As pilots, we use checklists for everything, or at least we should be. For private ship owners their are assembly and disassembly checklists, critical assembly checklists, and we all use a positive control checklist, preflight, before takeoff and landing checklist. Some of these checklists we learn and commit them to memory. Others, we read aloud and physically do the check. Checklists save lives. Numerous accidents could have been prevented if only the checklist had been followed. Most POH’s (Pilot Operating Handbooks) contain checklists for the pilot to adopt for that particular aircraft. Others, like the before takeoff and before landing checklist are common among many aircraft.
Distractions. Being distracted while in the middle of doing a checklist is common in flying. Every pilot must be aware of distractions and learn how to cope with and handle a distraction while in the middle of doing a checklist. For example; Joe is seated in his glider and doing his Before Takeoff checklist when the wing runner comes to the cockpit with the towrope in his hand wanting to connect the rope. Joe was in the middle of checking his spoilers when he stopped to open the release to connect the rope. During this distraction, Joe forgot to stow and lock his spoilers. He then went on to finish his checklist where he thought he left off. Luckily, the wing runner noticed the spoilers were extended prior to takeoff and signaled the pilot to stow his spoilers. Hence saving a possible accident. Instructors will purposely distract a student during a checklist or critical phase of flight to see how the student reacts. Did the student allow the distraction to dominate his thought process and forget that he was flying an airplane? This is all part of the teaching process. Remember, Aviate, Navigate, Communicate.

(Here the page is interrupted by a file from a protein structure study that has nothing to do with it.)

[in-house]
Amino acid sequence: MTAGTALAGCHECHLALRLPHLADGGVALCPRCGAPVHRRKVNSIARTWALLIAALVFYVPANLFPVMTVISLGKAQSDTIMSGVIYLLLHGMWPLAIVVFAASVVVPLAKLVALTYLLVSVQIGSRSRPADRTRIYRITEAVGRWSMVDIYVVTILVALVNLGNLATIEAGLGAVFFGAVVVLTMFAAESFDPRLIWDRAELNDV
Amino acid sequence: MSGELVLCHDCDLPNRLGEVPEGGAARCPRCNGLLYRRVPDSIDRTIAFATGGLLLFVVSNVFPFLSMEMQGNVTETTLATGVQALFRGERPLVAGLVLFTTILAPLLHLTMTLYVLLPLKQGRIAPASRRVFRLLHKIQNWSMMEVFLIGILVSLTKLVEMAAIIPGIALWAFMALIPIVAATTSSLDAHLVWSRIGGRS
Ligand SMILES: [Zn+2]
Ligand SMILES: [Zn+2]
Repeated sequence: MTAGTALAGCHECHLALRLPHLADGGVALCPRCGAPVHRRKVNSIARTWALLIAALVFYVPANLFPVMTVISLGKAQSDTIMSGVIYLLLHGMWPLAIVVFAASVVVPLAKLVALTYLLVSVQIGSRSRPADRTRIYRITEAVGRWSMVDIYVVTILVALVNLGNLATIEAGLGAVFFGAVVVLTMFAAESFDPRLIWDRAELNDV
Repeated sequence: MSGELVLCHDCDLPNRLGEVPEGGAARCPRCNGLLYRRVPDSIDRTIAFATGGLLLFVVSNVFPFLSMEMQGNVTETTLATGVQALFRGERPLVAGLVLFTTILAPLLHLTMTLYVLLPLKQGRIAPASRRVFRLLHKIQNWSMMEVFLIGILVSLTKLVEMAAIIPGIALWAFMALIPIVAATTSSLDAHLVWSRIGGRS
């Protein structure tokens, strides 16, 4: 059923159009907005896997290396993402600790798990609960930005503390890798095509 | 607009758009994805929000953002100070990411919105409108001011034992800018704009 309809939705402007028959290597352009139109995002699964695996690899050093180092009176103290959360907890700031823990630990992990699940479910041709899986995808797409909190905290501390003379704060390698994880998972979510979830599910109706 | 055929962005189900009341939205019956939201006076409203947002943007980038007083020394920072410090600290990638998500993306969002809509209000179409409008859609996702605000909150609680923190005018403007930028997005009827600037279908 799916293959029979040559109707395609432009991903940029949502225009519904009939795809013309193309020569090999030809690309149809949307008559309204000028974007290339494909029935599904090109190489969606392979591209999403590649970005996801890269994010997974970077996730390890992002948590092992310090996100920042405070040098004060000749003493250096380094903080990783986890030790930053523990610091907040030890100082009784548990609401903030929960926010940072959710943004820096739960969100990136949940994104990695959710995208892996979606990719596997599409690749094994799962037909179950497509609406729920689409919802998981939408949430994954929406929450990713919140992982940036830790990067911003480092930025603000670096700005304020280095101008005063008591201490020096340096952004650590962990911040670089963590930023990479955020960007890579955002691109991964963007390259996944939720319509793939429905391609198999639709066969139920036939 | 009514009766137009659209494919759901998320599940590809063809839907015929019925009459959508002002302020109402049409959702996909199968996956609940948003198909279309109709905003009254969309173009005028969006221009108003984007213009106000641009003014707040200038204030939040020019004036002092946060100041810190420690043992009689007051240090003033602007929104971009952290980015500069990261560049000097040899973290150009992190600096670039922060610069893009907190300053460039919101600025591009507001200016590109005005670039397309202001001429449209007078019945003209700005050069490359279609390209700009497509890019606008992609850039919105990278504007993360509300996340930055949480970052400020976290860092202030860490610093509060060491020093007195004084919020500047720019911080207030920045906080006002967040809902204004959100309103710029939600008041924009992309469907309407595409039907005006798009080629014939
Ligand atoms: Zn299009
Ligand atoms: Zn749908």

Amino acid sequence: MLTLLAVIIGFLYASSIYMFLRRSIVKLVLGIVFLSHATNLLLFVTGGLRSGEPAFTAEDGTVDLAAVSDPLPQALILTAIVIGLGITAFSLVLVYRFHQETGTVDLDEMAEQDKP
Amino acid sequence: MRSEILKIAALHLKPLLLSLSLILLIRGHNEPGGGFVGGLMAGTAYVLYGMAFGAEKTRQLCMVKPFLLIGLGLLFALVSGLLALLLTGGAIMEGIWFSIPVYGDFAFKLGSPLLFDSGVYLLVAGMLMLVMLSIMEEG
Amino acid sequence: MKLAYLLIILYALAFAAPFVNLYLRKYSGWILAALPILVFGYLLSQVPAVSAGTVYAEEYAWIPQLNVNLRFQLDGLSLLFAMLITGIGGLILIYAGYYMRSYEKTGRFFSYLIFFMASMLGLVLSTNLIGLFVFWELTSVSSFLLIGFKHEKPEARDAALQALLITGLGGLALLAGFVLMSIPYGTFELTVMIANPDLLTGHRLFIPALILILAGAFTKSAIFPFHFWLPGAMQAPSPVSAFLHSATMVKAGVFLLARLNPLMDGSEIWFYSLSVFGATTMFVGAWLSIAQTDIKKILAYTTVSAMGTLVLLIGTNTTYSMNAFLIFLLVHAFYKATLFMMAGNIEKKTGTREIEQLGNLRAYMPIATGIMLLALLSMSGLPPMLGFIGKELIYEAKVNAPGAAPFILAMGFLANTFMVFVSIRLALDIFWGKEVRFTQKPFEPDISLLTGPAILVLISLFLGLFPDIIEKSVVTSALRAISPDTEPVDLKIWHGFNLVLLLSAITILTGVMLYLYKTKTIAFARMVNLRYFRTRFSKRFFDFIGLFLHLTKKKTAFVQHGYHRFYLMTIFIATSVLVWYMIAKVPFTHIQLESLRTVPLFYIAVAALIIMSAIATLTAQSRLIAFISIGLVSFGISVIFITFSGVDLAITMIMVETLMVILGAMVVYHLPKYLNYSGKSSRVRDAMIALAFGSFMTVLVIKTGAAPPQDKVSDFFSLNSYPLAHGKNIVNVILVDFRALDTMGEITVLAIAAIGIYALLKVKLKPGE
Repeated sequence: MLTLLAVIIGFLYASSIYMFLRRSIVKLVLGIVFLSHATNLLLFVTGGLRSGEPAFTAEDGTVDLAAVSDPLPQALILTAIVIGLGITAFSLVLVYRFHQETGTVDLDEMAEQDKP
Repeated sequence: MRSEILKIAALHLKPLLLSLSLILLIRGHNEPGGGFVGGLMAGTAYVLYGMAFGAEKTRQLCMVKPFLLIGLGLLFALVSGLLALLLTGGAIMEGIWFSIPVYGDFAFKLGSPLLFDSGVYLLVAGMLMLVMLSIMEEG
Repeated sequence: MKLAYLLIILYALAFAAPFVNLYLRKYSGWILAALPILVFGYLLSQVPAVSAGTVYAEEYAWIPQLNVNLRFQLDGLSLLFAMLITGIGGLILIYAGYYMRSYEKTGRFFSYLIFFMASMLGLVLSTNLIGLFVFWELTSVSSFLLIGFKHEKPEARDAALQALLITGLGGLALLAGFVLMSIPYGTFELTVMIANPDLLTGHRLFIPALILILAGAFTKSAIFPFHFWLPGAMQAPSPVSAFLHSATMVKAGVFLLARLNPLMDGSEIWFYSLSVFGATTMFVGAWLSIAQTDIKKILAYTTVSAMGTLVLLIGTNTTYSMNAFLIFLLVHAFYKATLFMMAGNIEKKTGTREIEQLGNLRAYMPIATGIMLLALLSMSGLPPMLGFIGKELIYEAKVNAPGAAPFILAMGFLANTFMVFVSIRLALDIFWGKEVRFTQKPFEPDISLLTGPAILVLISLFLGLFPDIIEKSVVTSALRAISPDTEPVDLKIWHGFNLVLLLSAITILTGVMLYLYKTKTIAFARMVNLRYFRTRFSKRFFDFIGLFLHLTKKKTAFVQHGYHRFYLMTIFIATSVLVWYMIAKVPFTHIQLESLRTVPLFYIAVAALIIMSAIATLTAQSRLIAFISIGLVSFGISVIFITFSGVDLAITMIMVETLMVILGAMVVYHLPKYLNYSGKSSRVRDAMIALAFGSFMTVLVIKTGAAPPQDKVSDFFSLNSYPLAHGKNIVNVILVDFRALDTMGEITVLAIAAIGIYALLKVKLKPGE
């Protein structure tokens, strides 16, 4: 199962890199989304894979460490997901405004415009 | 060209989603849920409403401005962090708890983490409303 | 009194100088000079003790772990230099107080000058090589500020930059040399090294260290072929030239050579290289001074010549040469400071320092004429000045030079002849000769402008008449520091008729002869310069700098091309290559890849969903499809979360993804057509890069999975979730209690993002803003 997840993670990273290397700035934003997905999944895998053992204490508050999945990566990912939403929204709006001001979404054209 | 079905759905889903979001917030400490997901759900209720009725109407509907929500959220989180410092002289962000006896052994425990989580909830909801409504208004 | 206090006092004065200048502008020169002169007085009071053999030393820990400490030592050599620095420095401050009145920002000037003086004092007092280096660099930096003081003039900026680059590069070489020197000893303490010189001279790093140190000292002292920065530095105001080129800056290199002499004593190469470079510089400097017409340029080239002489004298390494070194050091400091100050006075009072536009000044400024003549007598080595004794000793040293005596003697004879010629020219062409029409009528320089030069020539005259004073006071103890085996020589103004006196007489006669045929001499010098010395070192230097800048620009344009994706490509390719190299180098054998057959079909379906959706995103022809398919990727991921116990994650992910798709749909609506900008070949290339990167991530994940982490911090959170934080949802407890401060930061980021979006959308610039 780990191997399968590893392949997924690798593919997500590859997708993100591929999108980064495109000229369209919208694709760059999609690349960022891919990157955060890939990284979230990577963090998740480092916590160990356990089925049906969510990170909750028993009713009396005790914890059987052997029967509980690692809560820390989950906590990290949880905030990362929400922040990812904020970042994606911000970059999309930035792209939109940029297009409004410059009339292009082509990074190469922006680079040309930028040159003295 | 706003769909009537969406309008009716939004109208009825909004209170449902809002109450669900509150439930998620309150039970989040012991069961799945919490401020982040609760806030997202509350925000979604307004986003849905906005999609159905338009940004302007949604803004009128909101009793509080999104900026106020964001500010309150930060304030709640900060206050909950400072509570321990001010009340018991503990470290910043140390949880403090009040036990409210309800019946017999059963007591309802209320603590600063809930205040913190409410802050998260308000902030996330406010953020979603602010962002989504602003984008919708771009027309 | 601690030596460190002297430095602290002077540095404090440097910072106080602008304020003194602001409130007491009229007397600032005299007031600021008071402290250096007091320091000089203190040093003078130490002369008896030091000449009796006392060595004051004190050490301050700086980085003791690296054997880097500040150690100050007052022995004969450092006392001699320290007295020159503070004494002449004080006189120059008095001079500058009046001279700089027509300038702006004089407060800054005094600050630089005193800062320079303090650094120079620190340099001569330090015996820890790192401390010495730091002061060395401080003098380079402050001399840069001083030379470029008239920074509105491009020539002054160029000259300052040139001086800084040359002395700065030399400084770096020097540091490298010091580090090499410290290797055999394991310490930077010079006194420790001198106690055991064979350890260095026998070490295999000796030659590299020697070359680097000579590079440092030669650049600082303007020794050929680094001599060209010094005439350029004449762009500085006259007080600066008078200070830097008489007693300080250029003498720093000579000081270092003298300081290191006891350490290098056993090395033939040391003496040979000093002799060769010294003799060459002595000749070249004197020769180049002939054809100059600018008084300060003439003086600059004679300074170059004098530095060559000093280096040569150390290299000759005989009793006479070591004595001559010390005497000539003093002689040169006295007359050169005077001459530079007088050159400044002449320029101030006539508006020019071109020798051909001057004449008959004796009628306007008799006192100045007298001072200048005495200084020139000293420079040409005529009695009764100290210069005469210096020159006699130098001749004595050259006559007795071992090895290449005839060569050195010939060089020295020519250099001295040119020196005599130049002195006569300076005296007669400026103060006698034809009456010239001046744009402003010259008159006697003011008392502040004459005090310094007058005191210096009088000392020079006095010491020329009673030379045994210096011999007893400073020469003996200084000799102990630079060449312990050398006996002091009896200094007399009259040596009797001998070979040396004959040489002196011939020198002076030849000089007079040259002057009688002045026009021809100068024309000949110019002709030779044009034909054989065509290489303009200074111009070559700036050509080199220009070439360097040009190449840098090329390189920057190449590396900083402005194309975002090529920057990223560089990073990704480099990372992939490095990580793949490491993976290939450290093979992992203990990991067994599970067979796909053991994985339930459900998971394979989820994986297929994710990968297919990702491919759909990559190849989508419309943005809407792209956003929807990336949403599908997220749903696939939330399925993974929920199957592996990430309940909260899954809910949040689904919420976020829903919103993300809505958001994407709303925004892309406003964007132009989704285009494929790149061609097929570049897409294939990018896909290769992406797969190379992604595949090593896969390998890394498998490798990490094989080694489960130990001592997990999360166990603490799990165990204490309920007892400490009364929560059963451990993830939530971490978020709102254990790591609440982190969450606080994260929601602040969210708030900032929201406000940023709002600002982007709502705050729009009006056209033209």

Checklists are critical and very important parts of flying. Use them. They will save your life.
In the next blog article I will discuss the proper way to read and respond to a checklist.
Don Grillo CFI-G
Capt. AA (Ret)